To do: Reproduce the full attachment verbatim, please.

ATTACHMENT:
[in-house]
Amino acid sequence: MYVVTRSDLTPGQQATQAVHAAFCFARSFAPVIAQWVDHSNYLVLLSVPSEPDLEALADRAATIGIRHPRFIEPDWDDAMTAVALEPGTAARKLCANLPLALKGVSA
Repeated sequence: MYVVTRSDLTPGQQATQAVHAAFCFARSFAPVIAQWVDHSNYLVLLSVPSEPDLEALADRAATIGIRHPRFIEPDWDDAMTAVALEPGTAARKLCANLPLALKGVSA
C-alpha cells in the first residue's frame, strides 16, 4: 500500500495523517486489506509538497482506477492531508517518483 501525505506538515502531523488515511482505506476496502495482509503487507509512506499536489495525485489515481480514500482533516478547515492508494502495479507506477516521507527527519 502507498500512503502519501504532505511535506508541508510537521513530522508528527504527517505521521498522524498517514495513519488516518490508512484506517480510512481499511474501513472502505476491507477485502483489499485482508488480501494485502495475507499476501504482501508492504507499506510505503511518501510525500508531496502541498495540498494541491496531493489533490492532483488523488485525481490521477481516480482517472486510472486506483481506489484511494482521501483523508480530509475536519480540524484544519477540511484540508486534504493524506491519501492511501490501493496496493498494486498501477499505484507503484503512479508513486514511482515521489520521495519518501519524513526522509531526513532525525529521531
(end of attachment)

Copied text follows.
[in-house]
Amino acid sequence: MYVVTRSDLTPGQQATQAVHAAFCFARSFAPVIAQWVDHSNYLVLLSVPSEPDLEALADRAATIGIRHPRFIEPDWDDAMTAVALEPGTAARKLCANLPLALKGVSA
Repeated sequence: MYVVTRSDLTPGQQATQAVHAAFCFARSFAPVIAQWVDHSNYLVLLSVPSEPDLEALADRAATIGIRHPRFIEPDWDDAMTAVALEPGTAARKLCANLPLALKGVSA
C-alpha cells in the first residue's frame, strides 16, 4: 500500500495523517486489506509538497482506477492531508517518483 501525505506538515502531523488515511482505506476496502495482509503487507509512506499536489495525485489515481480514500482533516478547515492508494502495479507506477516521507527527519 502507498500512503502519501504532505511535506508541508510537521513530522508528527504527517505521521498522524498517514495513519488516518490508512484506517480510512481499511474501513472502505476491507477485502483489499485482508488480501494485502495475507499476501504482501508492504507499506510505503511518501510525500508531496502541498495540498494541491496531493489533490492532483488523488485525481490521477481516480482517472486510472486506483481506489484511494482521501483523508480530509475536519480540524484544519477540511484540508486534504493524506491519501492511501490501493496496493498494486498501477499505484507503484503512479508513486514511482515521489520521495519518501519524513526522509531526513532525525529521531